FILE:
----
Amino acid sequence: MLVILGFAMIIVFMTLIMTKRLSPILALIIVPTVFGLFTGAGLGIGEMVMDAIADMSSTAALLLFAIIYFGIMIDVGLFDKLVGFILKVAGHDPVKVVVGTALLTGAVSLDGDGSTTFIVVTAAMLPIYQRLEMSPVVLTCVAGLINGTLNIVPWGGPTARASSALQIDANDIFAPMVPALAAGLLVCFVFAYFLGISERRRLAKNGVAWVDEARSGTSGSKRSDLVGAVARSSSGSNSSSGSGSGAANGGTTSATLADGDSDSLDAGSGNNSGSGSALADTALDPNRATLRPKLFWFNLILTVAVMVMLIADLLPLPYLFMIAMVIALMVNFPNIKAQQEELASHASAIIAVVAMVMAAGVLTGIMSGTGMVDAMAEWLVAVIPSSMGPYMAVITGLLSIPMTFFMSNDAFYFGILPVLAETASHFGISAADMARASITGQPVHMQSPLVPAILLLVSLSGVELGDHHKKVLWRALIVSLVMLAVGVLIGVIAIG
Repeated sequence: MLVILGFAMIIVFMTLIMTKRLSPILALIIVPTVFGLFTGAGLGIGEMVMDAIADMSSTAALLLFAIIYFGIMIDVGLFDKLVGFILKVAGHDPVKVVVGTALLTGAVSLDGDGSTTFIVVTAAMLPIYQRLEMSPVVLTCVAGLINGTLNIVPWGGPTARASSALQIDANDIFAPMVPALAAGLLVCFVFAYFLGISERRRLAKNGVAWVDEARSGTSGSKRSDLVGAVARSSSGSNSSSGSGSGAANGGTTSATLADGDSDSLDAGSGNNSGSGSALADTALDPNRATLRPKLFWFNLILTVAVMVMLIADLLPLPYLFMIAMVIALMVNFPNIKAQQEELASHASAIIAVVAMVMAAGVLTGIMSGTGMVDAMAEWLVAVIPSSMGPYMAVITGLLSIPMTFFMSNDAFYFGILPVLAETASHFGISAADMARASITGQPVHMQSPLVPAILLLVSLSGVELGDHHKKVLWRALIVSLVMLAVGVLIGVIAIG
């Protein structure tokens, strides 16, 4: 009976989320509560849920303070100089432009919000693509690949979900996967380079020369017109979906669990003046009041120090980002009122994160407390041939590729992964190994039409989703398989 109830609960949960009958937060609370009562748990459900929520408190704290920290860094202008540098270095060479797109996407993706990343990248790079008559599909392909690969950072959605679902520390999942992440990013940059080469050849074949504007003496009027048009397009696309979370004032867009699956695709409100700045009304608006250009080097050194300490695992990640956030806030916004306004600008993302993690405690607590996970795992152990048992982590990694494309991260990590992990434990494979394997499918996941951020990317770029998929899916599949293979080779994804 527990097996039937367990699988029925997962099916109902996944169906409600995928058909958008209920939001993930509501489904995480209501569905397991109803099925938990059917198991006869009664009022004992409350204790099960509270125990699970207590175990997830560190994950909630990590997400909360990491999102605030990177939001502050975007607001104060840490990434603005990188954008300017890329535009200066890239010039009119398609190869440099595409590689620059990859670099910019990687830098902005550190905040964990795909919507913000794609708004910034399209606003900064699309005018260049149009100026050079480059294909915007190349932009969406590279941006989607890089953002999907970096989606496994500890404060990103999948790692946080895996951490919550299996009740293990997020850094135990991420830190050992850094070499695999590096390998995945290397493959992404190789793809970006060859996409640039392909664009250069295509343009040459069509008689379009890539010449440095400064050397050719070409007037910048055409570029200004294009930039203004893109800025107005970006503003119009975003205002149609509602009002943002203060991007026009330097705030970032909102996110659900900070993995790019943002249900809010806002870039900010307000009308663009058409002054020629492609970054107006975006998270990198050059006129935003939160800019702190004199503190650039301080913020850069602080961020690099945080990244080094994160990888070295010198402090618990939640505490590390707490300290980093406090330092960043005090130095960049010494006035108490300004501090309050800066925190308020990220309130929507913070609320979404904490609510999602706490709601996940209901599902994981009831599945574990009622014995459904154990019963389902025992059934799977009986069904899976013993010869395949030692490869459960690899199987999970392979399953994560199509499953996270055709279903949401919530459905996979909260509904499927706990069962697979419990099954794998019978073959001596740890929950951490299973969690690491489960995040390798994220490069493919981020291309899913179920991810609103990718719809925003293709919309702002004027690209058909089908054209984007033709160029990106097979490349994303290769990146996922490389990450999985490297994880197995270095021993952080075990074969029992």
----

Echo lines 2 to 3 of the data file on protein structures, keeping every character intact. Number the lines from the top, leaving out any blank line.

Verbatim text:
Repeated sequence: MLVILGFAMIIVFMTLIMTKRLSPILALIIVPTVFGLFTGAGLGIGEMVMDAIADMSSTAALLLFAIIYFGIMIDVGLFDKLVGFILKVAGHDPVKVVVGTALLTGAVSLDGDGSTTFIVVTAAMLPIYQRLEMSPVVLTCVAGLINGTLNIVPWGGPTARASSALQIDANDIFAPMVPALAAGLLVCFVFAYFLGISERRRLAKNGVAWVDEARSGTSGSKRSDLVGAVARSSSGSNSSSGSGSGAANGGTTSATLADGDSDSLDAGSGNNSGSGSALADTALDPNRATLRPKLFWFNLILTVAVMVMLIADLLPLPYLFMIAMVIALMVNFPNIKAQQEELASHASAIIAVVAMVMAAGVLTGIMSGTGMVDAMAEWLVAVIPSSMGPYMAVITGLLSIPMTFFMSNDAFYFGILPVLAETASHFGISAADMARASITGQPVHMQSPLVPAILLLVSLSGVELGDHHKKVLWRALIVSLVMLAVGVLIGVIAIG
């Protein structure tokens, strides 16, 4: 009976989320509560849920303070100089432009919000693509690949979900996967380079020369017109979906669990003046009041120090980002009122994160407390041939590729992964190994039409989703398989 109830609960949960009958937060609370009562748990459900929520408190704290920290860094202008540098270095060479797109996407993706990343990248790079008559599909392909690969950072959605679902520390999942992440990013940059080469050849074949504007003496009027048009397009696309979370004032867009699956695709409100700045009304608006250009080097050194300490695992990640956030806030916004306004600008993302993690405690607590996970795992152990048992982590990694494309991260990590992990434990494979394997499918996941951020990317770029998929899916599949293979080779994804 527990097996039937367990699988029925997962099916109902996944169906409600995928058909958008209920939001993930509501489904995480209501569905397991109803099925938990059917198991006869009664009022004992409350204790099960509270125990699970207590175990997830560190994950909630990590997400909360990491999102605030990177939001502050975007607001104060840490990434603005990188954008300017890329535009200066890239010039009119398609190869440099595409590689620059990859670099910019990687830098902005550190905040964990795909919507913000794609708004910034399209606003900064699309005018260049149009100026050079480059294909915007190349932009969406590279941006989607890089953002999907970096989606496994500890404060990103999948790692946080895996951490919550299996009740293990997020850094135990991420830190050992850094070499695999590096390998995945290397493959992404190789793809970006060859996409640039392909664009250069295509343009040459069509008689379009890539010449440095400064050397050719070409007037910048055409570029200004294009930039203004893109800025107005970006503003119009975003205002149609509602009002943002203060991007026009330097705030970032909102996110659900900070993995790019943002249900809010806002870039900010307000009308663009058409002054020629492609970054107006975006998270990198050059006129935003939160800019702190004199503190650039301080913020850069602080961020690099945080990244080094994160990888070295010198402090618990939640505490590390707490300290980093406090330092960043005090130095960049010494006035108490300004501090309050800066925190308020990220309130929507913070609320979404904490609510999602706490709601996940209901599902994981009831599945574990009622014995459904154990019963389902025992059934799977009986069904899976013993010869395949030692490869459960690899199987999970392979399953994560199509499953996270055709279903949401919530459905996979909260509904499927706990069962697979419990099954794998019978073959001596740890929950951490299973969690690491489960995040390798994220490069493919981020291309899913179920991810609103990718719809925003293709919309702002004027690209058909089908054209984007033709160029990106097979490349994303290769990146996922490389990450999985490297994880197995270095021993952080075990074969029992």